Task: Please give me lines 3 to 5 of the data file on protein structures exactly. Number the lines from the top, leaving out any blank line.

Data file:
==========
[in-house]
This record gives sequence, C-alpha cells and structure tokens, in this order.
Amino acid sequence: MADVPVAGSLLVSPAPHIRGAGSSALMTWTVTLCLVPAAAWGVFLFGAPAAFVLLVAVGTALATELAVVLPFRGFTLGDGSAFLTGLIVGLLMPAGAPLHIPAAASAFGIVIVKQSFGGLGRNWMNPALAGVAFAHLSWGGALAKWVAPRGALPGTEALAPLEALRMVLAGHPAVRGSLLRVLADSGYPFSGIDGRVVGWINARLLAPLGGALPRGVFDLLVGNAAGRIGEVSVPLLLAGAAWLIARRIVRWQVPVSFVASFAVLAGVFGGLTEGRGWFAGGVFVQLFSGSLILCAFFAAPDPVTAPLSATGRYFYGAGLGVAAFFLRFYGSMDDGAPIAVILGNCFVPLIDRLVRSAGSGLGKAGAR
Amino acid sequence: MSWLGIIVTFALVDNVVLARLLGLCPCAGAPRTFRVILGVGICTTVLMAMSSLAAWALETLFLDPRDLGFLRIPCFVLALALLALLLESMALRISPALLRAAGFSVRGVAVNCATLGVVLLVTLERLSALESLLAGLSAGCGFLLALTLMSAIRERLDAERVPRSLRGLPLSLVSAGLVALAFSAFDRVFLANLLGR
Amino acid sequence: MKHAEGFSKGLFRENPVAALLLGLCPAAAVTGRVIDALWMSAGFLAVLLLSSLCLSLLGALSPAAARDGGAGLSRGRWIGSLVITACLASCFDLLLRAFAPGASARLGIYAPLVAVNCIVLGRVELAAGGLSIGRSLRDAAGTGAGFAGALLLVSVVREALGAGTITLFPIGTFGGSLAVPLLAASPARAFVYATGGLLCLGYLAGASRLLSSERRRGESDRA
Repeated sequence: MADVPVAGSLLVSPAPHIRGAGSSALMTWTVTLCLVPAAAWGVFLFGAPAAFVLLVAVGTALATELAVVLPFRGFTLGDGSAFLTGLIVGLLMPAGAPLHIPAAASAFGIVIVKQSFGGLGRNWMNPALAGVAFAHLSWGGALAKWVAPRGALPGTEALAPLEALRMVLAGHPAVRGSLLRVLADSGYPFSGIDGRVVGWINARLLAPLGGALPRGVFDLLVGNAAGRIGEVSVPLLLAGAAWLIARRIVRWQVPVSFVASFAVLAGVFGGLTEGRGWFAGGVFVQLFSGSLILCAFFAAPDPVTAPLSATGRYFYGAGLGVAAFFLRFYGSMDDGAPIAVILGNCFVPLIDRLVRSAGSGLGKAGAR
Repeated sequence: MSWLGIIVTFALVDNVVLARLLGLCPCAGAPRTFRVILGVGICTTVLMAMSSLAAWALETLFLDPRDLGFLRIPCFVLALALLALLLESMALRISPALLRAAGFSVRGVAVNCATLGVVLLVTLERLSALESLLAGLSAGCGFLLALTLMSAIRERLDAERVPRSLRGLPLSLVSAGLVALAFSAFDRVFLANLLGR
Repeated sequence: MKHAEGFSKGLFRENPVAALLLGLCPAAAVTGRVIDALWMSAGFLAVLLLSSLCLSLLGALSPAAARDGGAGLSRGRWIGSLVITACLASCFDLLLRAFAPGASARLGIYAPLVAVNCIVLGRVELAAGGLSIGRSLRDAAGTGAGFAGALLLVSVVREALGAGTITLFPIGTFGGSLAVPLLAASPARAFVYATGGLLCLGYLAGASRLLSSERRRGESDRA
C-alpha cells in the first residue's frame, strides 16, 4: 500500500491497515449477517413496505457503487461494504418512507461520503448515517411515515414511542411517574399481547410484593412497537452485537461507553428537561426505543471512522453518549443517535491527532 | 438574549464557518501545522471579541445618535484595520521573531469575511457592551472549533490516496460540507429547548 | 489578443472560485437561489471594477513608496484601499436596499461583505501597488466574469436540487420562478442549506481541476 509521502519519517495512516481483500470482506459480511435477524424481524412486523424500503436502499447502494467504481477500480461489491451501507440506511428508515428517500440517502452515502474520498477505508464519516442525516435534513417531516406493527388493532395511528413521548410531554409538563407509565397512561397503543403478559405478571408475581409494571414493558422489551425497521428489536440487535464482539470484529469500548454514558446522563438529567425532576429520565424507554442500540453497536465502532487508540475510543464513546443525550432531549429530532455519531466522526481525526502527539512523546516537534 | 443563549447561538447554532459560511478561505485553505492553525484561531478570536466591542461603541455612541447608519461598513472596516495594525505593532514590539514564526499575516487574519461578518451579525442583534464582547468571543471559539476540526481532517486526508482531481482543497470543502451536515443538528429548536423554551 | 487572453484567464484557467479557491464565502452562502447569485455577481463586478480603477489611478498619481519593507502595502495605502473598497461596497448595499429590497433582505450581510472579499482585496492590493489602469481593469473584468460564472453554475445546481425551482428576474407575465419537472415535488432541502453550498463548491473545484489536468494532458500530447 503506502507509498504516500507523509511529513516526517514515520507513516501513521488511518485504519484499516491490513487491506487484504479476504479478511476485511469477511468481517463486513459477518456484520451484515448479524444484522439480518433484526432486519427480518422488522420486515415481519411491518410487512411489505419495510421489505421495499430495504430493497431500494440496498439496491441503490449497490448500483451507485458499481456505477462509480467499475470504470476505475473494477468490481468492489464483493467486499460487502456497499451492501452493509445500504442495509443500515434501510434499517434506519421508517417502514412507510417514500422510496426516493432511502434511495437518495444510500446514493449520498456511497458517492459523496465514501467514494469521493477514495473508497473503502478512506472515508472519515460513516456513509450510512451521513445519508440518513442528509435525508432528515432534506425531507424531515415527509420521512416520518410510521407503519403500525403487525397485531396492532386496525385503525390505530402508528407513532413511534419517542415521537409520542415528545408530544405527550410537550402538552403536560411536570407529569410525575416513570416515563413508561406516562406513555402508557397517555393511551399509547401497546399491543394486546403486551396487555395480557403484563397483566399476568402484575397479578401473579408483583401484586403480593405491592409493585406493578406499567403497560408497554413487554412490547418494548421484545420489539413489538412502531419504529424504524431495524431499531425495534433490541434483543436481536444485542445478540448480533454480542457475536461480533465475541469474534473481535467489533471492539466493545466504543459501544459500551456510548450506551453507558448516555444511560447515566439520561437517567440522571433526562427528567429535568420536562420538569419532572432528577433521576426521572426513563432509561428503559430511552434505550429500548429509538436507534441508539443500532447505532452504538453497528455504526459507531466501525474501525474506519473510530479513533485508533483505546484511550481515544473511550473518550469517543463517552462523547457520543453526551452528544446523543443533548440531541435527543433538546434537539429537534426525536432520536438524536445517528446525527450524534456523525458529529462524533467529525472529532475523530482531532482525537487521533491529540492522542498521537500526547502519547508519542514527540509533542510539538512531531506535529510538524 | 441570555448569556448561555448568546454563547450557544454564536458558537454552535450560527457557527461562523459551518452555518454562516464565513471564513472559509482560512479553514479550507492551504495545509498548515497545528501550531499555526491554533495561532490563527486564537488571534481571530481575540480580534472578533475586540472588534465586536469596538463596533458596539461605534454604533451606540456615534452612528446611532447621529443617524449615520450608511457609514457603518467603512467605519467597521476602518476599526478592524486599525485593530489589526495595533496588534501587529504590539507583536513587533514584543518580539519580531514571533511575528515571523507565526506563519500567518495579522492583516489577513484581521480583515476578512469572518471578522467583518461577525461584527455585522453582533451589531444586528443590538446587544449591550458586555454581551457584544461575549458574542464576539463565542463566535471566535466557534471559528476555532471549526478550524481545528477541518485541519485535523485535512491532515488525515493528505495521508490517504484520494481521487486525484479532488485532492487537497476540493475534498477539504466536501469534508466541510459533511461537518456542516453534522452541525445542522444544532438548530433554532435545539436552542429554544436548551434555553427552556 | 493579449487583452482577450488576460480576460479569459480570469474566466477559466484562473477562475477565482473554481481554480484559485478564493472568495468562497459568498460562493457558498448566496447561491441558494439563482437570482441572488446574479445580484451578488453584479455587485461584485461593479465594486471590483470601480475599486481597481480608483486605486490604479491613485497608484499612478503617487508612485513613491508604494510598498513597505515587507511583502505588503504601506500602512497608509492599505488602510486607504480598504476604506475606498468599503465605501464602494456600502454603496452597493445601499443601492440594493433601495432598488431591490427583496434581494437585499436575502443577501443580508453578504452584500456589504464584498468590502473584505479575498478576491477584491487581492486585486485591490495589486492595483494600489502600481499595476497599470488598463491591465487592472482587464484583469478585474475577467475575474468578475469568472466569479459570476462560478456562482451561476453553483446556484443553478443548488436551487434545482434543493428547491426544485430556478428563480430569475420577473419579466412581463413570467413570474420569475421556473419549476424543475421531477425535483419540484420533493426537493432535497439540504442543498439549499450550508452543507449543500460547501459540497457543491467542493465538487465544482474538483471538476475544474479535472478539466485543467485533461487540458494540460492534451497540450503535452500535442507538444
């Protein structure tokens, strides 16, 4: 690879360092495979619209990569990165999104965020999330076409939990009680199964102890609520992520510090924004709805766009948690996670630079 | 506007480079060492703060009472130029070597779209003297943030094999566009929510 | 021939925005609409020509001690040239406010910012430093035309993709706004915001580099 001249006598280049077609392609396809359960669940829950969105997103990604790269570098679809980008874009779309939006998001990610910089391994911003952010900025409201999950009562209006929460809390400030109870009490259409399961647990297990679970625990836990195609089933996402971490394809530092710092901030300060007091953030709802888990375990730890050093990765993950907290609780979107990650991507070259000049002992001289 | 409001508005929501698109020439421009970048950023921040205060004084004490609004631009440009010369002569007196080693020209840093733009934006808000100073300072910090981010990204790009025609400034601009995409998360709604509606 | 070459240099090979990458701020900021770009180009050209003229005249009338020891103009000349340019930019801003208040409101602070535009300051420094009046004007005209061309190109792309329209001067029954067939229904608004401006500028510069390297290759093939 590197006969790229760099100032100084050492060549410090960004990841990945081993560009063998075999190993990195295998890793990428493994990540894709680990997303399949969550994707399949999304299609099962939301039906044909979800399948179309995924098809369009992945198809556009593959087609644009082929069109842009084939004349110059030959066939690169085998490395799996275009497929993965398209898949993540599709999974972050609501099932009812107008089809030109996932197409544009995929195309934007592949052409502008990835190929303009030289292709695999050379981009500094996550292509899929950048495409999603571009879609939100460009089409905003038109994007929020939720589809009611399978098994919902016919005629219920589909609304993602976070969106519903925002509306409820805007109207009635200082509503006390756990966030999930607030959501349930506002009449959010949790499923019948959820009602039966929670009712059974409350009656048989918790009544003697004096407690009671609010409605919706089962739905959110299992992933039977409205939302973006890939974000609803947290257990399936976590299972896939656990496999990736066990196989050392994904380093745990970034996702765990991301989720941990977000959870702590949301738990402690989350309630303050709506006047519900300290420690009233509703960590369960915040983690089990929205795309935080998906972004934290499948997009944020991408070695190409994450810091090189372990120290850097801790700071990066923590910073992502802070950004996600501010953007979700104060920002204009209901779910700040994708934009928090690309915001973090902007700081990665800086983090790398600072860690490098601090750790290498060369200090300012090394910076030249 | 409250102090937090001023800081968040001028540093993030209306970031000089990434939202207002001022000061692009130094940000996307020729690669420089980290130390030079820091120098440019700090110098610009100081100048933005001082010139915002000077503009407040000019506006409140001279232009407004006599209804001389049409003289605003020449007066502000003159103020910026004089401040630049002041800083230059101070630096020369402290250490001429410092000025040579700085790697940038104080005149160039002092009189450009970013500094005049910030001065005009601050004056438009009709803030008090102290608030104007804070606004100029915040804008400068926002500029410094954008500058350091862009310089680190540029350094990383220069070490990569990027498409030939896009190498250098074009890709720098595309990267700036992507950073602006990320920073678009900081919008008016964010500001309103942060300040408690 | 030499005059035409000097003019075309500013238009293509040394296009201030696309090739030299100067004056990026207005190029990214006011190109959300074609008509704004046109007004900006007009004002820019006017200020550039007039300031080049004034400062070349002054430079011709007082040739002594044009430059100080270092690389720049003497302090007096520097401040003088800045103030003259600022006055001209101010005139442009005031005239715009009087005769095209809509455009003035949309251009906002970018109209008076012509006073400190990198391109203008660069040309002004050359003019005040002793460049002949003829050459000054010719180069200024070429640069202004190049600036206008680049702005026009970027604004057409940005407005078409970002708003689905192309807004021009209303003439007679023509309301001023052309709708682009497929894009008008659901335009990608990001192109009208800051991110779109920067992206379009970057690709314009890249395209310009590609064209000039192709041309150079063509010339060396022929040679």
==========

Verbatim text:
Amino acid sequence: MADVPVAGSLLVSPAPHIRGAGSSALMTWTVTLCLVPAAAWGVFLFGAPAAFVLLVAVGTALATELAVVLPFRGFTLGDGSAFLTGLIVGLLMPAGAPLHIPAAASAFGIVIVKQSFGGLGRNWMNPALAGVAFAHLSWGGALAKWVAPRGALPGTEALAPLEALRMVLAGHPAVRGSLLRVLADSGYPFSGIDGRVVGWINARLLAPLGGALPRGVFDLLVGNAAGRIGEVSVPLLLAGAAWLIARRIVRWQVPVSFVASFAVLAGVFGGLTEGRGWFAGGVFVQLFSGSLILCAFFAAPDPVTAPLSATGRYFYGAGLGVAAFFLRFYGSMDDGAPIAVILGNCFVPLIDRLVRSAGSGLGKAGAR
Amino acid sequence: MSWLGIIVTFALVDNVVLARLLGLCPCAGAPRTFRVILGVGICTTVLMAMSSLAAWALETLFLDPRDLGFLRIPCFVLALALLALLLESMALRISPALLRAAGFSVRGVAVNCATLGVVLLVTLERLSALESLLAGLSAGCGFLLALTLMSAIRERLDAERVPRSLRGLPLSLVSAGLVALAFSAFDRVFLANLLGR
Amino acid sequence: MKHAEGFSKGLFRENPVAALLLGLCPAAAVTGRVIDALWMSAGFLAVLLLSSLCLSLLGALSPAAARDGGAGLSRGRWIGSLVITACLASCFDLLLRAFAPGASARLGIYAPLVAVNCIVLGRVELAAGGLSIGRSLRDAAGTGAGFAGALLLVSVVREALGAGTITLFPIGTFGGSLAVPLLAASPARAFVYATGGLLCLGYLAGASRLLSSERRRGESDRA